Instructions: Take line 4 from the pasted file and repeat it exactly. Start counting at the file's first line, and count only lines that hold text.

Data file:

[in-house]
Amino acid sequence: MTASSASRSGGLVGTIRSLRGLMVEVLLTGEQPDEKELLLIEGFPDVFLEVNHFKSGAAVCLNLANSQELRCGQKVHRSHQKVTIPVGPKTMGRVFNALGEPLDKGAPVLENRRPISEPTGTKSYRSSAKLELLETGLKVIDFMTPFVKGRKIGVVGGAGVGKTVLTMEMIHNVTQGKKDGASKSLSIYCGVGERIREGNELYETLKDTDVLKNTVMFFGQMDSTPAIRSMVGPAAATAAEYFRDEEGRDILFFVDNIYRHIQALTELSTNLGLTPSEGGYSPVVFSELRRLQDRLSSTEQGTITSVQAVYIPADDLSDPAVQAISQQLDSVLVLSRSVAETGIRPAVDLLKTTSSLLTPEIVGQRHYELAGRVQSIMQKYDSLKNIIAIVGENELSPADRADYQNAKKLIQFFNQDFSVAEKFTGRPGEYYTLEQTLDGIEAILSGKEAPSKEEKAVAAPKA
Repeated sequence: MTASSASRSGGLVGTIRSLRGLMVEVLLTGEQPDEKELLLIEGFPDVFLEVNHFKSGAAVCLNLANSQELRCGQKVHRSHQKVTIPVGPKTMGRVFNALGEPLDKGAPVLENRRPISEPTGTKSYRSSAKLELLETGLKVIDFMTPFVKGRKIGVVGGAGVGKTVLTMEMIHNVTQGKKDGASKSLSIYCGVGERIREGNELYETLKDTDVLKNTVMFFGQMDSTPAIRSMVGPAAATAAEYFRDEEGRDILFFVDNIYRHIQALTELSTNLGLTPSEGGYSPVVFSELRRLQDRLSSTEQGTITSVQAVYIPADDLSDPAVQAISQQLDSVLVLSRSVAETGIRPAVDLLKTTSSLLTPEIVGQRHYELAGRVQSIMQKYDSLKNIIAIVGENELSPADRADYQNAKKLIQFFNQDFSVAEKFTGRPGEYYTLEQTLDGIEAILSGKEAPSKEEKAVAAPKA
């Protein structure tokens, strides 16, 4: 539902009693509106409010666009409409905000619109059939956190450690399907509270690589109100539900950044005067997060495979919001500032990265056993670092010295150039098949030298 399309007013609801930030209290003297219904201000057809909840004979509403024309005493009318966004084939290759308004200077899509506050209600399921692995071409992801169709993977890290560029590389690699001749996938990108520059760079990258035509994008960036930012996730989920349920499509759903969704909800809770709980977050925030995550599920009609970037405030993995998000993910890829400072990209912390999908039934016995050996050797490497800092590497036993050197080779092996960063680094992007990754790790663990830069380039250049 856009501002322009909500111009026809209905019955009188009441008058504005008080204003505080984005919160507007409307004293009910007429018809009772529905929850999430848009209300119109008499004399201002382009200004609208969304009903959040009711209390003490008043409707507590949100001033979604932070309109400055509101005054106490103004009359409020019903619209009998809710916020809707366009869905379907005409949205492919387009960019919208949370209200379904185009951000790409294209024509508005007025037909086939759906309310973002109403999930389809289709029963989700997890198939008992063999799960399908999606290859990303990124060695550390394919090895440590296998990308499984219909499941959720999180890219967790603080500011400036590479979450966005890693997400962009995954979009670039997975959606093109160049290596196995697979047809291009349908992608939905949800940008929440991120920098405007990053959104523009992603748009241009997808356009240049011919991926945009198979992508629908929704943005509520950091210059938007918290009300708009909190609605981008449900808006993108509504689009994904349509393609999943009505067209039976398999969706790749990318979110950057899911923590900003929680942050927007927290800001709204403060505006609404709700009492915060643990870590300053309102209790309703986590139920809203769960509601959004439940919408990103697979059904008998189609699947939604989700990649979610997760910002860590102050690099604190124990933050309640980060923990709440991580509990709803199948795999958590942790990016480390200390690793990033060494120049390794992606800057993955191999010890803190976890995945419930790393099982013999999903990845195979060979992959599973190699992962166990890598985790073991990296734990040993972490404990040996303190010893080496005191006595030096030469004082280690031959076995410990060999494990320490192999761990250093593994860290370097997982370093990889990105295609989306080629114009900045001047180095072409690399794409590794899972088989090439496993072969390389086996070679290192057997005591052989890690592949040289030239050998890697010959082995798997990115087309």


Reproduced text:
């Protein structure tokens, strides 16, 4: 539902009693509106409010666009409409905000619109059939956190450690399907509270690589109100539900950044005067997060495979919001500032990265056993670092010295150039098949030298 399309007013609801930030209290003297219904201000057809909840004979509403024309005493009318966004084939290759308004200077899509506050209600399921692995071409992801169709993977890290560029590389690699001749996938990108520059760079990258035509994008960036930012996730989920349920499509759903969704909800809770709980977050925030995550599920009609970037405030993995998000993910890829400072990209912390999908039934016995050996050797490497800092590497036993050197080779092996960063680094992007990754790790663990830069380039250049 856009501002322009909500111009026809209905019955009188009441008058504005008080204003505080984005919160507007409307004293009910007429018809009772529905929850999430848009209300119109008499004399201002382009200004609208969304009903959040009711209390003490008043409707507590949100001033979604932070309109400055509101005054106490103004009359409020019903619209009998809710916020809707366009869905379907005409949205492919387009960019919208949370209200379904185009951000790409294209024509508005007025037909086939759906309310973002109403999930389809289709029963989700997890198939008992063999799960399908999606290859990303990124060695550390394919090895440590296998990308499984219909499941959720999180890219967790603080500011400036590479979450966005890693997400962009995954979009670039997975959606093109160049290596196995697979047809291009349908992608939905949800940008929440991120920098405007990053959104523009992603748009241009997808356009240049011919991926945009198979992508629908929704943005509520950091210059938007918290009300708009909190609605981008449900808006993108509504689009994904349509393609999943009505067209039976398999969706790749990318979110950057899911923590900003929680942050927007927290800001709204403060505006609404709700009492915060643990870590300053309102209790309703986590139920809203769960509601959004439940919408990103697979059904008998189609699947939604989700990649979610997760910002860590102050690099604190124990933050309640980060923990709440991580509990709803199948795999958590942790990016480390200390690793990033060494120049390794992606800057993955191999010890803190976890995945419930790393099982013999999903990845195979060979992959599973190699992962166990890598985790073991990296734990040993972490404990040996303190010893080496005191006595030096030469004082280690031959076995410990060999494990320490192999761990250093593994860290370097997982370093990889990105295609989306080629114009900045001047180095072409690399794409590794899972088989090439496993072969390389086996070679290192057997005591052989890690592949040289030239050998890697010959082995798997990115087309």